Target: It's back on

C. HUYGENS - Friday, January 24, 2014
What happened in last year, stays in last year. Target's data breach, as the metrics below indicate, is no longer expected to further impact stakeholder behavior.

The adverse security event did not materially permanently erode reputational value because the company has long had a solid and valuable reputation which supported it during the recent data security crisis. That value acted like a reputation line of credit, back-filling Target's reserves during an unexpected draw down. That value provided much needed resilience.

Of course, like many other safety nets, they work well once and then need to be replaced. They are rarely "rated" for two saves. Target is a company that could use reputational value insurance to help reinforce that value against the next event. As discussed back in December:

Time will tell how significant a hit the incident will be to Target's reputation and sales. Bad events don't necessarily trigger a loss of reputation, said Nir Kossovsky, chief executive of Steel City Re, a Downtown-based insurer of corporate reputational value. The impact will depend on whether customers believe the company took reasonable actions and whether they hold the hackers, rather than Target, culpable for the breach, he said.

"Bad news headlines sting, but it's only a reputation problem if people behave differently because of it," said Jonathan Salem Baskin, managing director at Consensiv, a reputation management firm in Chicago. "There's no indication that shoppers are avoiding the chain, and experts already considered Target a leader in data security, so it's unlikely it will be punished for an all-but unforeseeable event."


The reputational value profile of Target, according to Consensiv and based on Steel City Re's reputational value metrics, is shown below. The profile provides an indication of the value and riskiness of stakholder expectations in the company's controls for such reputation-related processes such as ethics, innovation, safety, sustainability, quality, and in this case, security.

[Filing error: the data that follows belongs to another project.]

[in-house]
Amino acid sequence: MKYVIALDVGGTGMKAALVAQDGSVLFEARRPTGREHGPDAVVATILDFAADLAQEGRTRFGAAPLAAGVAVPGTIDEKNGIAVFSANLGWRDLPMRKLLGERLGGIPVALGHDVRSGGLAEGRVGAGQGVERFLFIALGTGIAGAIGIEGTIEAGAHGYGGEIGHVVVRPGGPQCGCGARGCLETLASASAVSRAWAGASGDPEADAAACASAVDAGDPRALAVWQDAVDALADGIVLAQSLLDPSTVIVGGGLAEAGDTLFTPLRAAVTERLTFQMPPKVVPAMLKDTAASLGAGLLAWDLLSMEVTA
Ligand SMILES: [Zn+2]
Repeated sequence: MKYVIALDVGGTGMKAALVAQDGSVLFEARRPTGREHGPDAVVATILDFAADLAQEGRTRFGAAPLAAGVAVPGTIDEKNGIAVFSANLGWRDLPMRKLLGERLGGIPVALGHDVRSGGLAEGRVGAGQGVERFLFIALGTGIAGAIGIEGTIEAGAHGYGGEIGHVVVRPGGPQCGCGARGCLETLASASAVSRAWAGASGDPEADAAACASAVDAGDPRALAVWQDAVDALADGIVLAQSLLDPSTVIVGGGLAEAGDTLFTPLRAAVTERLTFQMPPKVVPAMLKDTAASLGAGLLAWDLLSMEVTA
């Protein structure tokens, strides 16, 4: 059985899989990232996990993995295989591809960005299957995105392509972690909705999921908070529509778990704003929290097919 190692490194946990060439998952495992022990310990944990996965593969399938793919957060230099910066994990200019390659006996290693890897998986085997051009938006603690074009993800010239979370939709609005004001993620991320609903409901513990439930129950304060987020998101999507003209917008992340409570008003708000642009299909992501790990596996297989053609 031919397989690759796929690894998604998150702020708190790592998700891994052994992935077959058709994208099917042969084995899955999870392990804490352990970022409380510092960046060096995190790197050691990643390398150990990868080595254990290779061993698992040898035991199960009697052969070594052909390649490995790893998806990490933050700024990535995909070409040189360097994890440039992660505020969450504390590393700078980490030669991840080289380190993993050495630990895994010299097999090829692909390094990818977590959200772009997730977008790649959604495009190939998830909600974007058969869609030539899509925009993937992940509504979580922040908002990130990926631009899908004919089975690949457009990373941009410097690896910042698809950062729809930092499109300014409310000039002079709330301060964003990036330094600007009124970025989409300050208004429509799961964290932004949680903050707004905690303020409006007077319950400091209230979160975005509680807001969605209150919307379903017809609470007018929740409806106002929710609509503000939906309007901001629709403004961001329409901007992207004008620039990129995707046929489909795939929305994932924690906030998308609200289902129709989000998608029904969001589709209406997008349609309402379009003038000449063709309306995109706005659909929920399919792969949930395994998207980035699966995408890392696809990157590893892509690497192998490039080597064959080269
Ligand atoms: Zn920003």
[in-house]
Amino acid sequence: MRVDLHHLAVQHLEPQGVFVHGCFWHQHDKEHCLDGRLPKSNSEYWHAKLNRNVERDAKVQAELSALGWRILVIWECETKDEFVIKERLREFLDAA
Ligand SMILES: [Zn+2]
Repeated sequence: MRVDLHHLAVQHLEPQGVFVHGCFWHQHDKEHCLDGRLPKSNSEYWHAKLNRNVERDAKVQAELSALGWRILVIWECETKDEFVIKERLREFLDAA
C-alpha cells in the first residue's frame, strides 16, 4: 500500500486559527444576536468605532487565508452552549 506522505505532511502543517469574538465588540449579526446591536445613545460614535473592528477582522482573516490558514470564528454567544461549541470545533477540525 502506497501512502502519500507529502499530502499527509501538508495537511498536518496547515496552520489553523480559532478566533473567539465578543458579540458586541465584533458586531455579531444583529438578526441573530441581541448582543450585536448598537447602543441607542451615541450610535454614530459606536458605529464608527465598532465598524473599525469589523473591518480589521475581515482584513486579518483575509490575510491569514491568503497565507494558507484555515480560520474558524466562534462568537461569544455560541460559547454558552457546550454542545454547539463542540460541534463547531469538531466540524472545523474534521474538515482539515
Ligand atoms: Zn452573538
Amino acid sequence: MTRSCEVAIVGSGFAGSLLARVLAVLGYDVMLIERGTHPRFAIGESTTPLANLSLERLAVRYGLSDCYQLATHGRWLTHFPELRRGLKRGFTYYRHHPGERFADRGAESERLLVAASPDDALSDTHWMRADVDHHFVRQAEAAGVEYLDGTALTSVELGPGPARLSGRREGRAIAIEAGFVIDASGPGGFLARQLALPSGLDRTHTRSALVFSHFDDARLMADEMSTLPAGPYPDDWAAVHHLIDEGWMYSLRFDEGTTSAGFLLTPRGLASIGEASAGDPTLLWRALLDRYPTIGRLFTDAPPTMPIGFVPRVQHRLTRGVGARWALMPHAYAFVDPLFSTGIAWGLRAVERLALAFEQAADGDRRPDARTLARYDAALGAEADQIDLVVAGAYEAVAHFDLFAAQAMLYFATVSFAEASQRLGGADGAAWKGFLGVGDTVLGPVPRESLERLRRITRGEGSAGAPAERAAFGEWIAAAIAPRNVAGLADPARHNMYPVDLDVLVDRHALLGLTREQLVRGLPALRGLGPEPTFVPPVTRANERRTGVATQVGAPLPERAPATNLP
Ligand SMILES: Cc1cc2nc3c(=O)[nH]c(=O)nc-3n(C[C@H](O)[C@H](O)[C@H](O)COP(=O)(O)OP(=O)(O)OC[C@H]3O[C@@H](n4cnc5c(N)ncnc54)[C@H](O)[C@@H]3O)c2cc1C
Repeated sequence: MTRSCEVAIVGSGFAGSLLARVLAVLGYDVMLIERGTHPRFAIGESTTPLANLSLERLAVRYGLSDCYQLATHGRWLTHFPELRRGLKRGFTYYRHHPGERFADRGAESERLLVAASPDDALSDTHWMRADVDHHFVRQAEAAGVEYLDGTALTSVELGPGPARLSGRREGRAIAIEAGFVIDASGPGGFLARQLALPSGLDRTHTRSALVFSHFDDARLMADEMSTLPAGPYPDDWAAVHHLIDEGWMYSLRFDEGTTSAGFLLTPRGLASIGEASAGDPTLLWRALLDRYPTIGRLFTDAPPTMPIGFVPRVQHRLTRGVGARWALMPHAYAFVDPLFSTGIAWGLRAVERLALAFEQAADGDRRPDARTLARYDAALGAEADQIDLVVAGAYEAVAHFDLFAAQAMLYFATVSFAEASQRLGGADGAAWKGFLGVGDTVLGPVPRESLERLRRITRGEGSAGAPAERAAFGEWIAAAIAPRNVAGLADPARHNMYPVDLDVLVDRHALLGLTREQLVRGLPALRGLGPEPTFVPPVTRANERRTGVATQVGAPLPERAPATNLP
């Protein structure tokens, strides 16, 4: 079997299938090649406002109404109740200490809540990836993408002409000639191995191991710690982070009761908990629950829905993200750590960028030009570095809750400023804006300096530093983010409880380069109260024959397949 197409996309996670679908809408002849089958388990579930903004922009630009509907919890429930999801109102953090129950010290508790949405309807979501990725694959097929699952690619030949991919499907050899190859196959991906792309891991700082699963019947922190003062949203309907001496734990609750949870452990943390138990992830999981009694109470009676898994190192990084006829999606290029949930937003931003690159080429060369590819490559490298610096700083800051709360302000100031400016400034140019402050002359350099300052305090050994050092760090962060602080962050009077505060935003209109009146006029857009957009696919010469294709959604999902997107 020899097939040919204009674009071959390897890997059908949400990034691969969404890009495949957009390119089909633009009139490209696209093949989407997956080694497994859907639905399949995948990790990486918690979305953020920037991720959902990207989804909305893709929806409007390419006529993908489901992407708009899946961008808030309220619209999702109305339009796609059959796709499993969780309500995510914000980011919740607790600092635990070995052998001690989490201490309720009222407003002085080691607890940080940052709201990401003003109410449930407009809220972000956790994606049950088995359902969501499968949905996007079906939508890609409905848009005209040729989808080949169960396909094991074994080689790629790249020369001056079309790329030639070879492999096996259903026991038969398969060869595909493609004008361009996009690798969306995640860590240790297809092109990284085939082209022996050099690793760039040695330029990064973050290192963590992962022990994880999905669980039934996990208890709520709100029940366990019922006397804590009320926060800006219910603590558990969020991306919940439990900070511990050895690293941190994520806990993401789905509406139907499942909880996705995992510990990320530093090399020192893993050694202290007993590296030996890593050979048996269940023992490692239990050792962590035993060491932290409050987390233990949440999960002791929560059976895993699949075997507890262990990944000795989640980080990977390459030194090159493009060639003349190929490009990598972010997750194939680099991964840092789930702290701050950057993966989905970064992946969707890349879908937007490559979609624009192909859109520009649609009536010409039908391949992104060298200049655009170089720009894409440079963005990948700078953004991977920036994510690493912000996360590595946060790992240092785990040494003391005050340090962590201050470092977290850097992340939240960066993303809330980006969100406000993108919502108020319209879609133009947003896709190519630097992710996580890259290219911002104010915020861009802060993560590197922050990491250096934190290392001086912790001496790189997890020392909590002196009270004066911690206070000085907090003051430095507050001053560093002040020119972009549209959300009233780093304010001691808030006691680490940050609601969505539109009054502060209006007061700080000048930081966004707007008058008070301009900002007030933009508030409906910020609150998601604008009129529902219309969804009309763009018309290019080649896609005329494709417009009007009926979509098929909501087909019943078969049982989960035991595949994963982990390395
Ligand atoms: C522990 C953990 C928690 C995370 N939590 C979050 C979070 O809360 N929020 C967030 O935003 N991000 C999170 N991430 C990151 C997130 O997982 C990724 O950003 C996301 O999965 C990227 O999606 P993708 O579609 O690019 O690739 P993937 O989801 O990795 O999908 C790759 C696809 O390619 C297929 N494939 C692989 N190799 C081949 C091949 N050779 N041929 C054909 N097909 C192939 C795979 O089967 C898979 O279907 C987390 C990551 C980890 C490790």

In the month that passed, Target's Reputation Premium is back to its 12-month high, the Consensus Trend, CT, hasdropped back down to its low level of 0.7% among 15 companies in the peer group.


For more background on the Consensiv reputation controls, click here. To view the December 2013 reputational value league table, based on Consensiv's metrics, and available exclusively at CFO.com, click here. Last, to read more about how reputational value is linked to stakeholder expectations and enterprise value, read, Reputation Stock Price and You: Why the market rewards some companies and punishes others (Apress, 2012) (click here).

Ryanair: Lipstick on flying pigs

C. HUYGENS - Thursday, January 23, 2014
Sure service is rotten. But passengers expect that. And free access to toilets is highly over-rated. Passengers expect that too. Moreover, they'll accept those inconveniences a the right price.

Turns out Ryanair may not have found the right balance of awful low cost service and low-fare tickets. The bottom line is flashing warning signs.

Real change involves cost. When the business model focuses on cost, and finding customers equally focused on cost, trying to coax them to higher price tolerances might be a non-starter. Hence, a cosmetic approach to the problem. Ryanair is bringing in a new marketing chief, a "brilliant new website, and a fantastic, easy to use mobile app." Read more.

If the flash meets or exceeds stakeholder expectations, Ryanair's bottom line will be flying again. Else, the marketing "guru" will go down in flames.

Moving from the qualitative to the quantitative, the reputational value profile of Ryanair, according to Consensiv and based on Steel City Re's reputational value metrics, is shown below. It is worth noting that while the Reputation Premium has been sinking for months, its taken an upturn recently as in the 63rd percentile amongst the 47 peers of the Airline sector. The Consensus Trend, CT, has been hovering near the upper end of this peer group, 5.5%, suggesting significant uncertainty by stakeholders over the accuracy of the reputation premium. Currently, the reputation health is mid-level and appears to be independent of market forces. The jury is out and is debating the verdict on the new marketing effort. Stay tuned.



For more background on the Consensiv reputation controls, click here. To view the December 2013 reputational value league table, based on Consensiv's metrics, and available exclusively at CFO.com, click here. Last, to read more about how reputational value is linked to stakeholder expectations and enterprise value, read, Reputation Stock Price and You: Why the market rewards some companies and punishes others (Apress, 2012) (click here).